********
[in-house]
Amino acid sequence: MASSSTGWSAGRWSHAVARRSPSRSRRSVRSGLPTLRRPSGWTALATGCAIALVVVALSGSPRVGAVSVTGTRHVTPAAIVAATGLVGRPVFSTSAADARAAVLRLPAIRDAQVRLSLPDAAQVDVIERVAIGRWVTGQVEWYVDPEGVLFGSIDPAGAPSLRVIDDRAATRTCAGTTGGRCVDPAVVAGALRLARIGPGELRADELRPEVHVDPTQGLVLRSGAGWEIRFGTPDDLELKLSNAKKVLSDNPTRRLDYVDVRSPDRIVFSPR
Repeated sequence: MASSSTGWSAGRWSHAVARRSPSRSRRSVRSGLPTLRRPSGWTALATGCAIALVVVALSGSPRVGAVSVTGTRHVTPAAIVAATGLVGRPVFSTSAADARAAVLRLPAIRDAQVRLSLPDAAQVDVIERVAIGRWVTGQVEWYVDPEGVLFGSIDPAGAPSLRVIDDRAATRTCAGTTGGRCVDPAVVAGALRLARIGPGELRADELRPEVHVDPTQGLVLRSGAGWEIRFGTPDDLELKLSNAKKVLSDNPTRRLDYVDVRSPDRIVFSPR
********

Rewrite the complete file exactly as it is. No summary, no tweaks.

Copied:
[in-house]
Amino acid sequence: MASSSTGWSAGRWSHAVARRSPSRSRRSVRSGLPTLRRPSGWTALATGCAIALVVVALSGSPRVGAVSVTGTRHVTPAAIVAATGLVGRPVFSTSAADARAAVLRLPAIRDAQVRLSLPDAAQVDVIERVAIGRWVTGQVEWYVDPEGVLFGSIDPAGAPSLRVIDDRAATRTCAGTTGGRCVDPAVVAGALRLARIGPGELRADELRPEVHVDPTQGLVLRSGAGWEIRFGTPDDLELKLSNAKKVLSDNPTRRLDYVDVRSPDRIVFSPR
Repeated sequence: MASSSTGWSAGRWSHAVARRSPSRSRRSVRSGLPTLRRPSGWTALATGCAIALVVVALSGSPRVGAVSVTGTRHVTPAAIVAATGLVGRPVFSTSAADARAAVLRLPAIRDAQVRLSLPDAAQVDVIERVAIGRWVTGQVEWYVDPEGVLFGSIDPAGAPSLRVIDDRAATRTCAGTTGGRCVDPAVVAGALRLARIGPGELRADELRPEVHVDPTQGLVLRSGAGWEIRFGTPDDLELKLSNAKKVLSDNPTRRLDYVDVRSPDRIVFSPR